Pediatric Persistent cloaca

Pediatric Persistent cloaca

Pediatric Persistent cloaca

Persistent cloaca is a birth defect in female babies in which the rectum, vagina and urinary tract connect into a single channel.

Dallas

214-456-2444
Fax: 214-456-2497
Suite F4300

Plano

469-303-4200
Fax: 469-303-4225
Suite P1100

Park Cities

469-488-7000
Fax: 469-488-7001
Suite 106

South Rockwall

214-867-7400
Fax: 214-456-2497
Suite 233

Tyler

214-456-2444
Fax: 214-456-2497
Medical Arts Plaza Building

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What is Pediatric Persistent cloaca?

In normal development, a female has three openings in the groin area: the urinary tract, the vagina and the rectum.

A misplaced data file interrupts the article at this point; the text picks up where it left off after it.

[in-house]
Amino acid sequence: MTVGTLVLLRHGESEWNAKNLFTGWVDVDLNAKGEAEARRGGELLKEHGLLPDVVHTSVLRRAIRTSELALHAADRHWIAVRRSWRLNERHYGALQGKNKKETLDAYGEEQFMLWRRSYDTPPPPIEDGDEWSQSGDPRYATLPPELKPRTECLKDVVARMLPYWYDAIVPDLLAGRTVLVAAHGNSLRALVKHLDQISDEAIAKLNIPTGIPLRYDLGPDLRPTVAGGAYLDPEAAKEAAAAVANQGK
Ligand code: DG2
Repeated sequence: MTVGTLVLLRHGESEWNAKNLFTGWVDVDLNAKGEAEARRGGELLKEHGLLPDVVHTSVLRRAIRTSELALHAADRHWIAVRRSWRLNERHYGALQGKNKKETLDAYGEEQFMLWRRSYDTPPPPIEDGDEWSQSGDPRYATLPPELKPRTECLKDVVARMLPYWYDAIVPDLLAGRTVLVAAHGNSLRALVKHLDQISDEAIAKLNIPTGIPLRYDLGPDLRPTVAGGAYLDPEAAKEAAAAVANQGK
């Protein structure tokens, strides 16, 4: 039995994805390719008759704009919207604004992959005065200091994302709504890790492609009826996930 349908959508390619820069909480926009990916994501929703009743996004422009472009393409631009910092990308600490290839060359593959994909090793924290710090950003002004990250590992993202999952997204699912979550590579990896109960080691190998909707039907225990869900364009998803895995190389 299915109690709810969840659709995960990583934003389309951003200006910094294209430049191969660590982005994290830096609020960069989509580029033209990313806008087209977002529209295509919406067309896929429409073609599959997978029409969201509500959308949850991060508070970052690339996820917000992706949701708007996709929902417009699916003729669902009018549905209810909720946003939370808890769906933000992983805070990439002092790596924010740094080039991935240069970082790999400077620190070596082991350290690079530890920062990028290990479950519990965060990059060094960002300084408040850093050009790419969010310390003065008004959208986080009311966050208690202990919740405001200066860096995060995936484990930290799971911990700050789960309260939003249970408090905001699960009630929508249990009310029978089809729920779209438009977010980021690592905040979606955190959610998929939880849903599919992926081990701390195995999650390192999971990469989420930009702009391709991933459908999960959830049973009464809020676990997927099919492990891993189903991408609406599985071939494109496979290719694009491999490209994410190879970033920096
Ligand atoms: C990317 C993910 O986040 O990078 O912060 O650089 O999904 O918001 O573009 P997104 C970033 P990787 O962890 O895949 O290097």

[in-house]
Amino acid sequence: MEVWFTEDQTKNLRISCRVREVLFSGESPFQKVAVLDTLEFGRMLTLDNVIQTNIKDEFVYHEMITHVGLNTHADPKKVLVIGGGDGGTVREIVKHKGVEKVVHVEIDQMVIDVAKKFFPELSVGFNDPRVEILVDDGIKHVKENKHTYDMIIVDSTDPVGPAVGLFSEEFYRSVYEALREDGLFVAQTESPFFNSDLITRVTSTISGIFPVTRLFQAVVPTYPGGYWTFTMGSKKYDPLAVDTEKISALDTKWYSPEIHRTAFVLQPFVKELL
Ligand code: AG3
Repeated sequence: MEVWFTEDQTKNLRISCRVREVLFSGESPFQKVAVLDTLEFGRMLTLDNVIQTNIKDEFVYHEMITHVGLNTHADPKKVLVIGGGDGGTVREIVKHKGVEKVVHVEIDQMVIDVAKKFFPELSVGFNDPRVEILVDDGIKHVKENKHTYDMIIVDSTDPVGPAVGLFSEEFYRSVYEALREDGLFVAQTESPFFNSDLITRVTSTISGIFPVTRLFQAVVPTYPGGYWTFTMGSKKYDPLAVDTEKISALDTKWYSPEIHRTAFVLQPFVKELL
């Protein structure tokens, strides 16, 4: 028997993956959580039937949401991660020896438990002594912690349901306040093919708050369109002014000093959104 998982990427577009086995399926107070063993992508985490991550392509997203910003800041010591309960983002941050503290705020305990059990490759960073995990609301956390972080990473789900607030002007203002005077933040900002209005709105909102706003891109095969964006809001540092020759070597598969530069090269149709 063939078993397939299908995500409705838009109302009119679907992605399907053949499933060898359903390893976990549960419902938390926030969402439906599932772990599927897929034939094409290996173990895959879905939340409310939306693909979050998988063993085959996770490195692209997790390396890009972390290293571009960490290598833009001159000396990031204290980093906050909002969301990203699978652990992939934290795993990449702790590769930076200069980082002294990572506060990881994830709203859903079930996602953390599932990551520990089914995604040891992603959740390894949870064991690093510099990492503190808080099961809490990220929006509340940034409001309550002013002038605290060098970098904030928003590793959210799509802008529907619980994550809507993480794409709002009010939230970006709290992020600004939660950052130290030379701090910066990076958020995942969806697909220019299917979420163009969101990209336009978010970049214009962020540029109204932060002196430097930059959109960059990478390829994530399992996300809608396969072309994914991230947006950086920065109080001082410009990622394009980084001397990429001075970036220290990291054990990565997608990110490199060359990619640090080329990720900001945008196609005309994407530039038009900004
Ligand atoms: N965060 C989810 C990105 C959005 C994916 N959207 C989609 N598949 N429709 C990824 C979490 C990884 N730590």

Persistent cloaca occurs when the rectum, vagina and urinary tract connect into a common channel. The channel has a single opening, which is usually located at the normal site of the urethra (where urine exits the body).

What are the signs and symptoms of Pediatric Persistent cloaca?

  • Abnormalities of the spinal cord
  • Clitoris that resembles a penis
  • Deformed limbs
  • Malformed or absent anus
  • Multiple vaginas and cervixes
  • Obstructed vagina that can lead to abdominal swelling
  • Persistent urinary tract infections (UTIs)
  • Structural defects of the heart

What are the causes of Pediatric Persistent cloaca?

Persistent cloaca occurs during fetal development and affects about one in every 50,000 babies.

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